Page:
Our No-Spend Month That Wasn’t.

I’m just going to come right out and say it. In the month of April alone, my husband and I spent over $500 going out to eat. I know this because we’ve been using the Every Dollar budgeting app ever since we took Financial Peace University classes together in 2016.

Let me reiterate – that’s OVER FIVE HUNDRED DOLLARS on restaurants, fast food and trips to various coffee shops for $5 espresso drinks. In only 30 days. This didn’t even include groceries, which we certainly didn’t spend any less on than previous months.

Hello, wake up call.

(Had there been an actual call, I’m sure it would have come from our credit card company.)

I could weep over the things that money could have bought us, and how stupid we were to choose instead the convenience of not cooking after a long day, and extra pounds around the middle that we certainly didn’t need to begin with.

So for the month of May, we decided to go cold turkey. NO lunch dates at Parkway, no guilty-pleasure drive thrus at Taco Casa, no late-night Sonic Blast runs, no post-preschool-drop-off Starbucks/Odd Duck/Frank & Joe’s to kick off the day. (The last part was the hardest for me, as $86.72 of our spending came from my morning lattes at about $5.25 a pop.)

We didn’t exactly succeed on all fronts, but we DID come under our $200 monthly budget for the first time in many months.

In the end we spent $169.46 in May:

  • $22.50 on vending machines at work and one drive-thru trip at lunch when we couldn’t get away to eat
  • $64.88 on fast food and pizza delivery
  • $24.74 on unavoidable work lunch meetings
  • $15.77 on a family trip to Jason’s Deli one exhausted evening
  • $41.57 on my espresso drinks from coffee shops (I am so weak.)

I wish we had stuck 100% to our goal, but I can say it still broke a very dangerous cycle and bad habits.

Things I learned:

“We don’t have any meat thawed” is not an excuse to order in instead of cook.

This was really so lazy of us, and one of our biggest problems. We would forget to thaw meat to cook for dinner, and decide to order Chinese instead. During our no-spend month, that wasn’t an option, so our laziness had consequences. No meat thawed? Guess you’re having sandwiches or scrambled eggs AGAIN!

One of my super-easy dinners. Sauteed spinach, pre-packaged tortellini, and meatballs made from Ina Garten’s Italian wedding soup recipe.

“We’ve had a long day” is not an excuse.

Lord knows we’ve used this one to justify just about every drive-thru purchase ever. Everyone has long days, and we can’t continue to treat ourself to the detriment of our long-term goals as a family.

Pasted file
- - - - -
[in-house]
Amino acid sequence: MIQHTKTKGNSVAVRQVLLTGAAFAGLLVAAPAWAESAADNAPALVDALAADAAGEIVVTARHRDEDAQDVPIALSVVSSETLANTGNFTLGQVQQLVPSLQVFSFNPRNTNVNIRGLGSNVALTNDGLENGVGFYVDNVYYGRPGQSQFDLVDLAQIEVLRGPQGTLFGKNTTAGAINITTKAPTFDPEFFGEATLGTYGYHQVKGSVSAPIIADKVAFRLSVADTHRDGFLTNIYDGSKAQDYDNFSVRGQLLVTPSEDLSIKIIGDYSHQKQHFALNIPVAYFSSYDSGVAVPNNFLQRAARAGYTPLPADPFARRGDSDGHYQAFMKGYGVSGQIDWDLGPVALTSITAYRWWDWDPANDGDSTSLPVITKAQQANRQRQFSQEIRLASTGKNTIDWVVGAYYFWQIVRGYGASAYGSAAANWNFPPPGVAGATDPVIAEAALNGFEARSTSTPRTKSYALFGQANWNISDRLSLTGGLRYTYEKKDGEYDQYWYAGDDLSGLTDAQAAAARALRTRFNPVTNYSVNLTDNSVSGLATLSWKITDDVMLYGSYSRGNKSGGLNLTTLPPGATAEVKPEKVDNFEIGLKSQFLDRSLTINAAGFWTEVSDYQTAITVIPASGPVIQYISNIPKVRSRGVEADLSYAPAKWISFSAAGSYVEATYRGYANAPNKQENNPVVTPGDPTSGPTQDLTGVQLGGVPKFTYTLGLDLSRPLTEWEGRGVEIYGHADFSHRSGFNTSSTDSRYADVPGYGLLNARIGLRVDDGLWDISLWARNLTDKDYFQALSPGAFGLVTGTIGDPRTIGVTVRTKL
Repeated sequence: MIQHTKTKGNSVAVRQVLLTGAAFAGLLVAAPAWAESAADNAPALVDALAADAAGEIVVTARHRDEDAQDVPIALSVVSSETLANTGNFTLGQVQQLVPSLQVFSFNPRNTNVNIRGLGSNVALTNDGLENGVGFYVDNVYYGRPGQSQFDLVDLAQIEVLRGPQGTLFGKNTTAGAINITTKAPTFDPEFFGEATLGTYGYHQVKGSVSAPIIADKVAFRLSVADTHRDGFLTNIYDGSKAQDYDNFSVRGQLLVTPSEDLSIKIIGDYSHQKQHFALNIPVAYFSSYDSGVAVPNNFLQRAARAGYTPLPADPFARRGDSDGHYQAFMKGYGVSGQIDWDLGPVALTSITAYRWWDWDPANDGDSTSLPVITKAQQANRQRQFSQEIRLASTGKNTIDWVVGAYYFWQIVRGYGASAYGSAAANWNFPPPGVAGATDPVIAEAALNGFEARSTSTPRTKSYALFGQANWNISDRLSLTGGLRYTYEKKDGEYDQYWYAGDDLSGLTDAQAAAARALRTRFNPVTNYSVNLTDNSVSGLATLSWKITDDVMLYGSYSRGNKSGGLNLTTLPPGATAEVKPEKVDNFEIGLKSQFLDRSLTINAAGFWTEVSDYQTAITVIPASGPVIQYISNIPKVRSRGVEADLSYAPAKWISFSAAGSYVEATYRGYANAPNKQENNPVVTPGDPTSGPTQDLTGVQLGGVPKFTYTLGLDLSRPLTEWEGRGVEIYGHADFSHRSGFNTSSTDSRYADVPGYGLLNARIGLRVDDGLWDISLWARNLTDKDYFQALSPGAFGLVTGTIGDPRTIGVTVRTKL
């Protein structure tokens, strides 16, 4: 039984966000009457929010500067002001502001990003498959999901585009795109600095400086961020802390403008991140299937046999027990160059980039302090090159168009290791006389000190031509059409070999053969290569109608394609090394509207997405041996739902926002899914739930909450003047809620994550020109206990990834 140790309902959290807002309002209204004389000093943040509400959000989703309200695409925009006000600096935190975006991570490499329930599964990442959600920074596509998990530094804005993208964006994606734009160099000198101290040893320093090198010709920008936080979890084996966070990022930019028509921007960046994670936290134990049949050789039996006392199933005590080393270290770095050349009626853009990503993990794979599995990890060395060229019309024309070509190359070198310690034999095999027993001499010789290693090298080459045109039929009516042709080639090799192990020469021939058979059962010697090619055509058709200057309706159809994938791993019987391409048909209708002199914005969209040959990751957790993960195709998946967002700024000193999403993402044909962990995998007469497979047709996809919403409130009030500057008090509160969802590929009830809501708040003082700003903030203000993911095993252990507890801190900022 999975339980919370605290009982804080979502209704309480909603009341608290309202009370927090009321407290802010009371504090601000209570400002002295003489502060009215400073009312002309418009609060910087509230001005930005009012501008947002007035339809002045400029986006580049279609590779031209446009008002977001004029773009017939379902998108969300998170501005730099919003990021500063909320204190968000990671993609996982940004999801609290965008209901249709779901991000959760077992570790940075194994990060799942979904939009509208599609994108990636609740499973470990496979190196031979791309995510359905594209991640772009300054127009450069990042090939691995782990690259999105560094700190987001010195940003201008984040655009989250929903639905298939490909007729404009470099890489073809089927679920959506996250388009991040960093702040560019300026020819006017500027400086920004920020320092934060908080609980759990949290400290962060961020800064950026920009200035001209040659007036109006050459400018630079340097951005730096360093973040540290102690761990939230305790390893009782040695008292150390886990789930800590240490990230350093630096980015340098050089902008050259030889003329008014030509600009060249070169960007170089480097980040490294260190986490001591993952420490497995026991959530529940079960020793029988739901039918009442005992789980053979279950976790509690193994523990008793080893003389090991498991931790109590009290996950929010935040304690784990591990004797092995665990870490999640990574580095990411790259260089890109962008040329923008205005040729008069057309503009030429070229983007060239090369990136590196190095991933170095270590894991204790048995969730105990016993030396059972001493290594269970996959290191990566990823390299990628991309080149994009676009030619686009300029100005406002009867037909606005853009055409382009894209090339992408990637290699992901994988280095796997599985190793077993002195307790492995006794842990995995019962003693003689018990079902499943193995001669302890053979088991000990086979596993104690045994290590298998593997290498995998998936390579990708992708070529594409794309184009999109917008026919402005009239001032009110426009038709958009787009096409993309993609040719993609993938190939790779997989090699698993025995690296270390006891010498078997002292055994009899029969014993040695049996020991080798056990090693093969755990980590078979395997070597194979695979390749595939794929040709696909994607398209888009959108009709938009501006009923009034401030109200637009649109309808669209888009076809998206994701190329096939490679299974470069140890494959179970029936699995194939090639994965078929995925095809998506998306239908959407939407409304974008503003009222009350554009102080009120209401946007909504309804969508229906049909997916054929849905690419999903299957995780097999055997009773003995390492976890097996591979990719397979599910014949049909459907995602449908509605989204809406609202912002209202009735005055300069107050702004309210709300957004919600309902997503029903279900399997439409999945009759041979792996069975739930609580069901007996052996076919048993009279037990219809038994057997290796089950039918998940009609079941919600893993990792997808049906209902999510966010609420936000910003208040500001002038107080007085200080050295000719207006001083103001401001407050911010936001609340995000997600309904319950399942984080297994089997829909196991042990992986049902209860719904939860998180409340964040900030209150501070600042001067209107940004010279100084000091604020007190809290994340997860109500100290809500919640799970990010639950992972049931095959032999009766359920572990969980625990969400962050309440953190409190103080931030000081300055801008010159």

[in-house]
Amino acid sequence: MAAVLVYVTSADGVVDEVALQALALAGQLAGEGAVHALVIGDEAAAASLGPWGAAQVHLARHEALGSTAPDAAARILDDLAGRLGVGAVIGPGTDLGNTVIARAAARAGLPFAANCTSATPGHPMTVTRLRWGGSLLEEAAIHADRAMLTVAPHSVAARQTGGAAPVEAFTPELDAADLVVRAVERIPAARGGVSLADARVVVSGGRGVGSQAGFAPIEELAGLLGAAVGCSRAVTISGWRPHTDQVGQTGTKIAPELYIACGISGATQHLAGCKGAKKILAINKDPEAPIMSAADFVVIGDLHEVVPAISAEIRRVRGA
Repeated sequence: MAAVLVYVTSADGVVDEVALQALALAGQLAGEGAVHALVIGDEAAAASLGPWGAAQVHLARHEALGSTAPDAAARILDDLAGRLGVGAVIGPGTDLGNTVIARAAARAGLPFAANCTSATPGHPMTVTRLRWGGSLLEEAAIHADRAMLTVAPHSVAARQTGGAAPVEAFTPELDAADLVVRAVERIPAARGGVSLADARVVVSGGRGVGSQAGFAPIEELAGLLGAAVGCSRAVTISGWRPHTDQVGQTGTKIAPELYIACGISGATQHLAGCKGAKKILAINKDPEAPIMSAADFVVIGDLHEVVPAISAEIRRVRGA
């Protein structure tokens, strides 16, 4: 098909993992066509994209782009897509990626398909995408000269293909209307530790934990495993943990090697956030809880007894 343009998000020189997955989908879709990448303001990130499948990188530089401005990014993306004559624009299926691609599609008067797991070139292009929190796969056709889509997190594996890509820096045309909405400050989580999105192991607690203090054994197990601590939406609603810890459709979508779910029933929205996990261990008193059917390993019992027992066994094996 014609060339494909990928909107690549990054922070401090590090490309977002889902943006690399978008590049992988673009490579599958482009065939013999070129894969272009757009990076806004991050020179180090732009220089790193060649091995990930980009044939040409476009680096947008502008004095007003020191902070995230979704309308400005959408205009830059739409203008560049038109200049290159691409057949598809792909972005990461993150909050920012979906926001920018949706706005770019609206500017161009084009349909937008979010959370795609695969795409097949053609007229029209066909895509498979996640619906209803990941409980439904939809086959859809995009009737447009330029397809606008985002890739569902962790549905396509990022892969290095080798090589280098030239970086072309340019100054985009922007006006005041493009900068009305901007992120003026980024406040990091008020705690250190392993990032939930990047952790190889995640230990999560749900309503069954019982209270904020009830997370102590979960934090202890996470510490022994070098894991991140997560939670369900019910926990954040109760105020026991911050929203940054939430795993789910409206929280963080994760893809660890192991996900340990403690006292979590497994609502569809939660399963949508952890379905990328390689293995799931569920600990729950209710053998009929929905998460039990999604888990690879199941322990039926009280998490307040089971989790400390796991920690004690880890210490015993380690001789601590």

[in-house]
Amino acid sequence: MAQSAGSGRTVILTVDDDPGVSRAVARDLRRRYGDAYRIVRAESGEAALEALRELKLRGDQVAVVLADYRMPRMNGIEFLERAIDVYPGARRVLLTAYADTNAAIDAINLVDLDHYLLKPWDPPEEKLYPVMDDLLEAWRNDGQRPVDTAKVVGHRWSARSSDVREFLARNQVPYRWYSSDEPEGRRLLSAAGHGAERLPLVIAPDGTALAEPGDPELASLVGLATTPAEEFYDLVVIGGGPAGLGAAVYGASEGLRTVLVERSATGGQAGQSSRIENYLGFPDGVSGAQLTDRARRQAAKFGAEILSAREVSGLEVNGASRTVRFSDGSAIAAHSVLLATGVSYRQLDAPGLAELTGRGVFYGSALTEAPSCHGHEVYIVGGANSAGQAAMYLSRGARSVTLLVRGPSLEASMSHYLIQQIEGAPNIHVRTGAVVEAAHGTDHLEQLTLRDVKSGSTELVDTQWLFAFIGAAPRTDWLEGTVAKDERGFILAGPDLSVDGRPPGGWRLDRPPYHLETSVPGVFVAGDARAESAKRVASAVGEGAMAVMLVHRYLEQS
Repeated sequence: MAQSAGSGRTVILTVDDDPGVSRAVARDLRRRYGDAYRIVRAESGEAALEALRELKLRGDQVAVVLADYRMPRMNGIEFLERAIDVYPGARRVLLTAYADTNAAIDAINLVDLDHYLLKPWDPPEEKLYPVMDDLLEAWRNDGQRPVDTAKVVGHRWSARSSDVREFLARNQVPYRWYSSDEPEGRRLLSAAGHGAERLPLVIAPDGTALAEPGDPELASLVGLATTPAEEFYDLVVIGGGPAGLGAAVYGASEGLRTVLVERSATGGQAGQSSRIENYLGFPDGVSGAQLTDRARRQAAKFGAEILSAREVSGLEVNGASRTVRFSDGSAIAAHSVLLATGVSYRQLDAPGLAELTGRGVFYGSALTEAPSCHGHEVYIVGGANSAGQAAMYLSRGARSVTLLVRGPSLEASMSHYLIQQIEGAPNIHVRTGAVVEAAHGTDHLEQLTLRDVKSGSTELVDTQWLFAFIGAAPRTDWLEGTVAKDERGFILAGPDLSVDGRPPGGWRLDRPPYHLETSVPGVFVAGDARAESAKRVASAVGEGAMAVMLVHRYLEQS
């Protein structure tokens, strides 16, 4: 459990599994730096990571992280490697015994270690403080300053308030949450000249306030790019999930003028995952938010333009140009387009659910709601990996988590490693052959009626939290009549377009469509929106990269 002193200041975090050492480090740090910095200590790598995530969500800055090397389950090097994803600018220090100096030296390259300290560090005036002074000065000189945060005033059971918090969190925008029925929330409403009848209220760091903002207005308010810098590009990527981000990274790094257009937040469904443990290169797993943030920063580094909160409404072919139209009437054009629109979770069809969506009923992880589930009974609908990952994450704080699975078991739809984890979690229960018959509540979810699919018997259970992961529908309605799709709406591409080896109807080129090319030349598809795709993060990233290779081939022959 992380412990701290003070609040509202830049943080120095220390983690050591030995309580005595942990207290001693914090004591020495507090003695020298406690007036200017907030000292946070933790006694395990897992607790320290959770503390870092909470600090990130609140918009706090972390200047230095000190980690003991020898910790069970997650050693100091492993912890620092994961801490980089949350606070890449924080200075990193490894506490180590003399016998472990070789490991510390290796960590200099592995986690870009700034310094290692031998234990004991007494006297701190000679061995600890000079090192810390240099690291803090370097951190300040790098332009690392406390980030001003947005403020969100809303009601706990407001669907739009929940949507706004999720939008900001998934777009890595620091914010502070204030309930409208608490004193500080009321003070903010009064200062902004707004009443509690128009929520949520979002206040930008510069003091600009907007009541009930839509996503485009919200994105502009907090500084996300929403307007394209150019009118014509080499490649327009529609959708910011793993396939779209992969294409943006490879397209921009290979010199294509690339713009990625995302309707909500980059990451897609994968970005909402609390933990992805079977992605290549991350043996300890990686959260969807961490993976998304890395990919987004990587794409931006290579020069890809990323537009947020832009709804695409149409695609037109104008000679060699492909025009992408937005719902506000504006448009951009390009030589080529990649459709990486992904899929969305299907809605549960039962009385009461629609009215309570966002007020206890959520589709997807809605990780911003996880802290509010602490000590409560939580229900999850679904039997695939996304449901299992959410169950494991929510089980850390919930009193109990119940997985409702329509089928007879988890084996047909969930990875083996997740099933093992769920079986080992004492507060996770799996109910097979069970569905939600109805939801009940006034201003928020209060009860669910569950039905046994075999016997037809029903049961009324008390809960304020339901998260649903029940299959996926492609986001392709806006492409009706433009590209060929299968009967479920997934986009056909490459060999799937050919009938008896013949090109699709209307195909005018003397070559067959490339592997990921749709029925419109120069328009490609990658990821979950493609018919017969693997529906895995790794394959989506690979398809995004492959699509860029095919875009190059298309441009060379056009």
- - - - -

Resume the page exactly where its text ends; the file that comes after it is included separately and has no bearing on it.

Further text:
Hating cooking is not an excuse.

I’m a grown-a$$ woman. I am not just at the brink, but solidly planted into my thirties. I’m gonna hate a lot of things I need to do anyways. Exercising, cooking, eating right, flossing, applying more than just basic moisturizer to my face. Reality is harsh.

We spend too much on groceries.

Even while we were going out to eat several times a week, we still didn’t save on groceries. Which was a major red flag in terms of how we shopped, and where we shopped. So we went back to meal planning, buying only what we needed, and shopping at Aldi again. (We were getting really spoiled by Market Street.) One thing can’t be overhauled successfully without the other.

Not every meal has to be a masterpiece.

This was another unnecessary mental barrier for us. We are both SUCH foodies. (The kind that love a fancy and over-the-top restaurant, and not so much the cooking it yourself part.) If we didn’t have time to cook something really exciting, we weren’t going to cook. But in order to save money, you kinda have to be okay with grilled cheese and an apple for dinner sometimes. It ain’t glamorous, but it gets the job done.

Some habits die hard, or not at all. So a Plan B is okay.

I am a mom of a two year old, with a full time job, who volunteers a lot on the side. I AM ALWAYS TIRED. And after spending the first year of Teddy’s life drinking 4-5 cups of black coffee a day, I must have done some sort of irreparable damage to my stomach from all the acid. For the last year, even a SIP of coffee makes my stomach turn and hurt and feel queasy for hours. But I NEED the caffeine, so I’ve found that espresso drinks with a lot of milk to combat the acidity seem to work for me.

This is not something you can do at home. UNTIL our Nespresso machine arrived in the mail last night!!!!! (And I am already in love.) Macy’s had a Memorial Day sale where the machine and milk frother bundle was priced down from $429 to $299 plus an extra 20% off (plus 6% cash back from Ebates). So we checked out at $269 plus tax, free shipping. (And got $16 back from Ebates.)

It’s not the cheapest solution, but when you factor in the price of the machine, it passes Starbucks as the cheaper choice after 53 uses, since pods are only 50 cents. So in about two months, our coffee/espresso monthly cost will drop from $100 a month to $10.

FEEDBACK PLEASE: What do YOU do to keep your food spending in check? Any tips would be greatly appreciated.

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One thought on “Our No-Spend Month That Wasn’t.

  1. I love food too. And it sucks coming home after work and then spending an hour or more cooking eating and cleaning up.